I’ve seen this over the years.  I had client recently spend $10k on their home and it sold for $15k-$17k more than I could have initially imagined due to how it showed after those repairs. The buyer at closing said they saw it and told their agent, “Just get me in that house.” He said he saw the competing listings and could see how no one else seemed to care about their home other than my clients who had truly cared for the home and it was well maintained!  Buyers will pay more than the cost of your improvements not to have to do those things themselves. Conversely, if your “as-is” home needs work, they’ll think those jobs will cost “them” five times more than it would have cost you to do those things yourself before selling!

The reality to me, as someone in the real estate industry who sees multiple real estate transactions each month, is that it will be more cost-effective in the long run for you to make the necessary repairs and keep your home in a well maintained fashion so that you won’t have things accumulate on you to deal with all at once when you do get ready to sell. This keeps you away from that dreaded term; “deferred maintenance”

With all that said; If you must sell as-is

I understand however that certain home repairs may be out of the question, due to financial considerations, and some sellers simply must sell their home in its current condition. 3 tips that might help you;

Staging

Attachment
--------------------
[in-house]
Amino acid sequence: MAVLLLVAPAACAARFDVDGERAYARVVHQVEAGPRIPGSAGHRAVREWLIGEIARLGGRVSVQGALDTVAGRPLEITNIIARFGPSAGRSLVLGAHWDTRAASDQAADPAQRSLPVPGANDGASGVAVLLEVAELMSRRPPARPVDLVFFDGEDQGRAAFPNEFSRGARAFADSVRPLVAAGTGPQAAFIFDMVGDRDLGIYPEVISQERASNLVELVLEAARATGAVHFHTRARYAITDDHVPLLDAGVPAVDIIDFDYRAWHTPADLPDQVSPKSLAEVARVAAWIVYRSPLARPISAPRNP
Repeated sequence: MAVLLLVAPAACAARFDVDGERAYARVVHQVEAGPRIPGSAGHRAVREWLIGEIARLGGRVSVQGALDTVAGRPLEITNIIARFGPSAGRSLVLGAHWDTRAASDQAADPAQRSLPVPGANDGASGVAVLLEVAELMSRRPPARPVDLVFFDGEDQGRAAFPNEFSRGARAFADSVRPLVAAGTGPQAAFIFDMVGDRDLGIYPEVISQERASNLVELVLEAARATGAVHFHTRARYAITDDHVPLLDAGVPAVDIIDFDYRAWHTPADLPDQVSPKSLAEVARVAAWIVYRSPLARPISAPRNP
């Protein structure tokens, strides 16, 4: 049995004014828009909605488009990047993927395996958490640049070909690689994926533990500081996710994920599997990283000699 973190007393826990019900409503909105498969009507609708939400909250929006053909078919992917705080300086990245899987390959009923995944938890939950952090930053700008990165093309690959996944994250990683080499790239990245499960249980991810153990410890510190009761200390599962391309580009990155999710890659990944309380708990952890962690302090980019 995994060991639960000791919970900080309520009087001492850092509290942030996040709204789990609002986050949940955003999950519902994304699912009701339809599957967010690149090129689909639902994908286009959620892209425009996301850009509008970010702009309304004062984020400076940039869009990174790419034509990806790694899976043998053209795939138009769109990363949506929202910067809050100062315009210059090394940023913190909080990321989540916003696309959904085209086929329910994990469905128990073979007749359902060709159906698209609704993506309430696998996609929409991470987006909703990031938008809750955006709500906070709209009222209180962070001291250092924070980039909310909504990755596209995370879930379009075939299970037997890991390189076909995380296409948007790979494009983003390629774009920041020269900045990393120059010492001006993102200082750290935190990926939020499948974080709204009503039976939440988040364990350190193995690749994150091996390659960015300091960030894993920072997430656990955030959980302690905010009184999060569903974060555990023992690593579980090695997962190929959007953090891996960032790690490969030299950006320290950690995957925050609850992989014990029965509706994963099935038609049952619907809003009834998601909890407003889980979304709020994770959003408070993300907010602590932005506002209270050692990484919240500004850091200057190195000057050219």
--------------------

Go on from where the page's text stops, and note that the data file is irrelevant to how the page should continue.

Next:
First impressions matter more in real estate than in almost any other venture in life. Giving attention to increasing your home’s curb appeal with some fresh paint goes a long way and it relatively cost effective. Having a good deep cleaning inside. Trust me, even the worst home will look better.  The smell of “clean” is always a good first impression! The “freshness” of a little trim paint goes a long, long way to at times overlooking blemishes on a property that might need to be updated.

Today as never before, most buyers will decide whether or not to view your home while house hunting online, so paying attention to cosmetics makes for listing photos that will be sure to draw them in! Sure, they’ll know that there is something wrong or ‘not move in ready’ potentially with the home (“as-is” advertises that point), but if it looks clean and fresh, the perception will be that whatever is wrong with it can’t be all that bad. As always, getting more people to view the home in person is the name of the game when it comes to selling quickly.

Consider a pre-sale home inspection

Every homeowner feels they have a good idea of what’s wrong with their home, but there may be more, or less, than you think. A pre-listing home inspection will give you the definitive answers you need and will go a long way in showing buyers that you’re not only earnest in your desire to be completely honest about the home’s condition, but that inspection may remove fears in their minds as to ‘what might be’ wrong. They’ll have a detailed report that you can provide along with the disclosure to relieve any fears or anxiety about what “as-is” might mean.

Most importantly, through suppling the buyer with the inspection results before accepting the offer, you and your agent may be able to weed out those that will eventually back out per their own due diligence.

Disclose, disclose, and disclose some more …

Don’t ‘short’ the process and go halfway like some do! Protect yourself by disclosing all known issues concerning the home (including those that pop up on the pre-listing home inspection) as required in your state’s seller property disclosure. Make sure on any “yes” answers to questions that you explain in detail what disclosure items you’ve found over the years and if you fixed something, definitely say so. Explain when and how you resolved the issue. Disclose every, last, thing.